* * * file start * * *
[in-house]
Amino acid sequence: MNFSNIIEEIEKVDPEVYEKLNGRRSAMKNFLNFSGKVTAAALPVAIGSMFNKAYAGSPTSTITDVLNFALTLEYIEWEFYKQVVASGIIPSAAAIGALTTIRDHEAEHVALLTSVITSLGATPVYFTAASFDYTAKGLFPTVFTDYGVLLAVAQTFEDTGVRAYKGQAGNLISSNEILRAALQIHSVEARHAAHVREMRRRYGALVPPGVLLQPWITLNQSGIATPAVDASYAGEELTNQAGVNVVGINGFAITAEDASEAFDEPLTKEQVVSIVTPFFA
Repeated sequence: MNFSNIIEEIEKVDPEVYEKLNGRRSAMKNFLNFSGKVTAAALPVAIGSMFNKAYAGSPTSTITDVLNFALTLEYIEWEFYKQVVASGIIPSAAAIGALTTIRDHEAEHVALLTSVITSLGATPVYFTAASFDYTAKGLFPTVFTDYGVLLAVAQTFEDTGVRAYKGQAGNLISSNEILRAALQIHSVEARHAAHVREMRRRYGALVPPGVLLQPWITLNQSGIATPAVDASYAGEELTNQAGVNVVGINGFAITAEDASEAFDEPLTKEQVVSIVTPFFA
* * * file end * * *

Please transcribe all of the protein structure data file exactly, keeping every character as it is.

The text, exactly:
[in-house]
Amino acid sequence: MNFSNIIEEIEKVDPEVYEKLNGRRSAMKNFLNFSGKVTAAALPVAIGSMFNKAYAGSPTSTITDVLNFALTLEYIEWEFYKQVVASGIIPSAAAIGALTTIRDHEAEHVALLTSVITSLGATPVYFTAASFDYTAKGLFPTVFTDYGVLLAVAQTFEDTGVRAYKGQAGNLISSNEILRAALQIHSVEARHAAHVREMRRRYGALVPPGVLLQPWITLNQSGIATPAVDASYAGEELTNQAGVNVVGINGFAITAEDASEAFDEPLTKEQVVSIVTPFFA
Repeated sequence: MNFSNIIEEIEKVDPEVYEKLNGRRSAMKNFLNFSGKVTAAALPVAIGSMFNKAYAGSPTSTITDVLNFALTLEYIEWEFYKQVVASGIIPSAAAIGALTTIRDHEAEHVALLTSVITSLGATPVYFTAASFDYTAKGLFPTVFTDYGVLLAVAQTFEDTGVRAYKGQAGNLISSNEILRAALQIHSVEARHAAHVREMRRRYGALVPPGVLLQPWITLNQSGIATPAVDASYAGEELTNQAGVNVVGINGFAITAEDASEAFDEPLTKEQVVSIVTPFFA